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Oxymoron

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NEWS
April 29, 2013
The George W. Bush Presidential Library is the biggest oxymoron since the invention of the term "military intelligence. " Marc Raim, Baltimore
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NEWS
April 29, 2013
The George W. Bush Presidential Library is the biggest oxymoron since the invention of the term "military intelligence. " Marc Raim, Baltimore
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NEWS
July 29, 2011
There is no such thing as a gay marriage. Just because two people of the same sex take their vows at some kind of ceremony doesn't make the result a marriage. If a group of politicians passes a law declaring the moon to be the sun, their votes don't change anything. The moon is still the moon and the sun is still the sun. From the beginning of mankind, a marriage has been a union of one man and one woman. This is over 4,000 years. Politicians, who should have more important matters to take care of, think they can vote to make a same-sex union a marriage.
NEWS
By Jean Marbella, The Baltimore Sun | September 15, 2012
I long ago made my peace with the fact that when you call customer service, you get a machine rather than a human. It's OK, really, I've dealt with enough monosyllabic, gum-snapping staff at various service counters to welcome those polite if automated voices. But lately the machines don't seem to want to deal with me either — whenever I call a customer service line, I get a gentle but firm recorded suggestion to maybe hang up and go online for whatever help I need. No problem, but what if you're calling because your wireless connection has died?
NEWS
August 24, 2011
I just read Stephen B. Awalt's reply to your article about "designer" crab feasts and laughed all the way through ("Simplicity is special," Aug. 21). I just can't imagine anyone having a crab feast with the items mentioned and in the way it was described. I worked my way through every action Mr. Awalt wrote about, and they were so real that every crab-eating Marylander probably has experienced them at one time or another. The most hilarious thing would be for someone to read the designer crab feast article to people in the middle of enjoying a crab feast, then tell them that's how they're going to do it next year.
NEWS
December 2, 2011
Two recent letters to the editor got my juices flowing again. In the first letter, J. Rodney Little, director of the Maryland Historic Trust, heaps praise on his primary benefactor and funding source, Gov. Martin O'Malley, for distributing my tax dollars to his organization so the trust can re-distribute my wealth to private developers (and no doubt pay his salary). Immediately below Mr. Little's drivel was a whine from George Frazier, in which he bemoans the City Council's rejection of a tax break for urban farmers.
FEATURES
By Maria Hiaasen | April 15, 1998
Item: Lawry's Weekday GourmetServings per package: About 5Cost: About $2Preparation time: About 30 minutesReview: Isn't Weekday Gourmet an oxymoron? No matter. This envelope of sauce teams nicely with sour cream, mushrooms and strips of sirloin to produce a quick yet tantalizing dinner. It's the same drill as with so many other sauces: Brown the meat, pour on the sauce, cover and simmer. But the results are above par for such a simple production and offer a respite from typical weekday fare.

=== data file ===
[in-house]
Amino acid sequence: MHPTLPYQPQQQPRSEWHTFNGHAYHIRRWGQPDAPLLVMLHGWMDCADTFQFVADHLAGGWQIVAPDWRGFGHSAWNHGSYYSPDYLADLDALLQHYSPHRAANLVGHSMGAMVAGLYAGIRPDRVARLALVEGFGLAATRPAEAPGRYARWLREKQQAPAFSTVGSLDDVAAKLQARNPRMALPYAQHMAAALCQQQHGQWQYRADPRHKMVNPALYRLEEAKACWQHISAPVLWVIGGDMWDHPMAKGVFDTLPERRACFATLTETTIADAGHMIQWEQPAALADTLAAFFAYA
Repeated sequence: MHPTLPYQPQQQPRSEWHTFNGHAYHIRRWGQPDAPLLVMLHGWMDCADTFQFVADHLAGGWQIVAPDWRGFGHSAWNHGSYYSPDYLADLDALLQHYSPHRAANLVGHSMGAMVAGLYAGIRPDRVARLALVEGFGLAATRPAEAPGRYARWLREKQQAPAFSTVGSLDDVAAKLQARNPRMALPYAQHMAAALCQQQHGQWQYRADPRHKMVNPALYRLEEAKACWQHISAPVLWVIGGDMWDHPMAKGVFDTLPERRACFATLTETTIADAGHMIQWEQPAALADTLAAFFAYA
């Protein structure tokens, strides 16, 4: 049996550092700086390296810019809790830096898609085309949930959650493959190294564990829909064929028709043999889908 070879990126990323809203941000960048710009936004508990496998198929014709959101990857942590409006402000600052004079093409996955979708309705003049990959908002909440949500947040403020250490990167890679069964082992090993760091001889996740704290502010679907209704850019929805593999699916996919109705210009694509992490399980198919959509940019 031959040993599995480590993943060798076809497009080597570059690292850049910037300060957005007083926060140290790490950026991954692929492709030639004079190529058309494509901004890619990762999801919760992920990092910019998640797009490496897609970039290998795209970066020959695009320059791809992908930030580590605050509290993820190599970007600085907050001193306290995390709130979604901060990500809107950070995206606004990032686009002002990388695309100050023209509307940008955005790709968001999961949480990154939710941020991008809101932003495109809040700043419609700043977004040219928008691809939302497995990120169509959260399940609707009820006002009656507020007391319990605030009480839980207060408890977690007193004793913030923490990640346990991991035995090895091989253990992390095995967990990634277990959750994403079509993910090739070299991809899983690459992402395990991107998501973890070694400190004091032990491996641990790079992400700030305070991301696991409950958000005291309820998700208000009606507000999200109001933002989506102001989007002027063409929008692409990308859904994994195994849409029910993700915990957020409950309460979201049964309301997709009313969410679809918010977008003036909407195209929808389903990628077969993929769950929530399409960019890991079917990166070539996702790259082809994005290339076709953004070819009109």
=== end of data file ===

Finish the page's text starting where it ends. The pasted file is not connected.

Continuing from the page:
SPORTS
September 13, 1994
News of the dayActing commis- sioner Bud Selig didn't set a date for calling off the season, but the end appears near."It's unreal. I can't believe it," Atlanta Braves president Stan Kasten said. "We're about to lose the World Series."Games lostSeven games were canceled yesterday. The total number missed is 406.Quote"I knew Bud Selig was a moron. I didn't know he was an oxymoron." -- Bill Conlin, of ESPN's "Sports Reporters," noting that Selig set a "tentative deadline" for negotiations
FEATURES
By Mike Giuliano and Mike Giuliano,SPECIAL TO THE SUN | March 3, 2000
Men are stubborn, egotistical and afraid to commit. Not only that, but they're lousy dancers, belch a lot and don't like cats. That's what Robert Dubac says about the male gender in his one-man show at the Lyric Opera House, "The Male Intellect: An Oxymoron?" Although his show lacks any great insights into the eternal battle of the sexes, it agreeably revisits territory that's already familiar from Rob Becker's "Defending the Caveman" and assorted pop psychological trips to Venus and Mars.
FEATURES
By Suzanne Loudermilk | April 5, 2000
To your health It seems like an oxymoron -- white tea. But this rare, fragrant tea from China -- which actually brews to a golden hue -- soon may become as familiar to Americans as green tea for its disease-inhibiting properties. Last week, researchers at the American Chemical Society's national meeting in San Francisco presented evidence that white tea may have the strongest potential of all teas for fighting cancer. You can find it at the Baltimore Coffee & Tea Co.in Timonium, which sells a 2-ounce canister of loose tea, enough to make 50-60 cups, for $11.45.
NEWS
December 2, 2011
Two recent letters to the editor got my juices flowing again. In the first letter, J. Rodney Little, director of the Maryland Historic Trust, heaps praise on his primary benefactor and funding source, Gov. Martin O'Malley, for distributing my tax dollars to his organization so the trust can re-distribute my wealth to private developers (and no doubt pay his salary). Immediately below Mr. Little's drivel was a whine from George Frazier, in which he bemoans the City Council's rejection of a tax break for urban farmers.